COPD Results from Cumulative Lung Damage Over a Lifetime


Red lungs (illustration)


There are many different causes of COPD, and many of them are preventable. That's why it's important to understand what they are and what you can do to avoid them.


But first, it's important to understand that COPD is caused by repeated, long-term exposure to things that irritate and damage your lungs. These irritants can be things like smoke, chemical fumes, and even simply dust, but what causes COPD is accumulated damage over time.


That's why there is often not just one culprit, but a collection of potential causes that leads someone to develop COPD. Because of this, preventing COPD is a matter of making hundreds or thousands of small, healthy choices and making an effort to avoid harmful substances throughout a lifetime.


For instance, sitting around a campfire on occasional camping trips is very unlikely to cause long-term damage to your lungs. However, sitting around a campfire every night for months at a time, or working a job that requires you to be around a fire for hours a day, could cause permanent lung damage and significantly raise your risk for developing COPD later in life.






In the following sections, we're going to take a closer look at some of the most common non-smoking causes of COPD. We'll cover everything from toxic substances and respiratory irritants to diseases that are known to damage your lungs and cause COPD.


As you read through these next sections, remember that a single exposure or even years of exposure to any of the risk factors below does not mean that you will develop COPD. It goes the other way, too; if you have COPD, the fact that you were exposed to one of these risk factors does not necessarily mean that it is what caused your disease.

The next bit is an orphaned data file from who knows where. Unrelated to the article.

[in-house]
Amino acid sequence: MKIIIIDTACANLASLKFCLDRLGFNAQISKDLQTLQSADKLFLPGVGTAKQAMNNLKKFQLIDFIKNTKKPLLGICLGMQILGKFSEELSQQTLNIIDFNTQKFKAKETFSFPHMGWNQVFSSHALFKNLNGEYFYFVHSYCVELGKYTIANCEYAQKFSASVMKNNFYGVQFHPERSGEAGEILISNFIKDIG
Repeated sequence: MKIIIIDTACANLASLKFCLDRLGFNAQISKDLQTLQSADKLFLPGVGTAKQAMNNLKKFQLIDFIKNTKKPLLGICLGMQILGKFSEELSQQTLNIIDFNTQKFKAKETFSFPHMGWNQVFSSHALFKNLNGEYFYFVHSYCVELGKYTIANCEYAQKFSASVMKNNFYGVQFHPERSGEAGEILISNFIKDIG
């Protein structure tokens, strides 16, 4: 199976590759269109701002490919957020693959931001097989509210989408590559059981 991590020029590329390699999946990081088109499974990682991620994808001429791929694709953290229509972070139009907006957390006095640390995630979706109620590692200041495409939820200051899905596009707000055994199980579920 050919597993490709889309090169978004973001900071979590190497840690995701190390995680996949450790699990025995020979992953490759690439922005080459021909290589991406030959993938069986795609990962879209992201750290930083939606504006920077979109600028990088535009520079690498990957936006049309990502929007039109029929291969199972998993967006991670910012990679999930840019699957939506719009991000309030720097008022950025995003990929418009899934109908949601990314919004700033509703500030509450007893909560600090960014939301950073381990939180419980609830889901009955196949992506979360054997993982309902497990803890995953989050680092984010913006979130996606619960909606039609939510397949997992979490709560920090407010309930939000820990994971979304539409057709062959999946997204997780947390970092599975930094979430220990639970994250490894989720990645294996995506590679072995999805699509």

COPD is a complex disease that is difficult to diagnose and it is often difficult to find the root cause of specific cases. The causes listed below are not definitive triggers for COPD, but rather risk factors that increase your likelihood for developing COPD in the future.


Causes of COPD: Exposure to Air Pollution


Air pollution over a factory.


In the modern age, pollution is everywhere; it comes from your car, local businesses, industrial activity, and even appliances in your home. We all know that air pollution is unhealthy, but many people underestimate the damage it can do to your lungs.


What we usually think of as “air pollution” or “smog” is actually a mixture of a variety of harmful gases and particles that irritate your lungs when you breathe them in. These pollutants can destroy healthy lung tissue, cause chronic respiratory problems, and cause you to develop COPD over time.


Studies show that these environmental and indoor pollutants can cause serious damage and may play a larger role in COPD than previously thought. That's why it's important to know the common sources of air pollution and how to keep your lungs safe.


Local Air Quality


Electrical lines in the smog.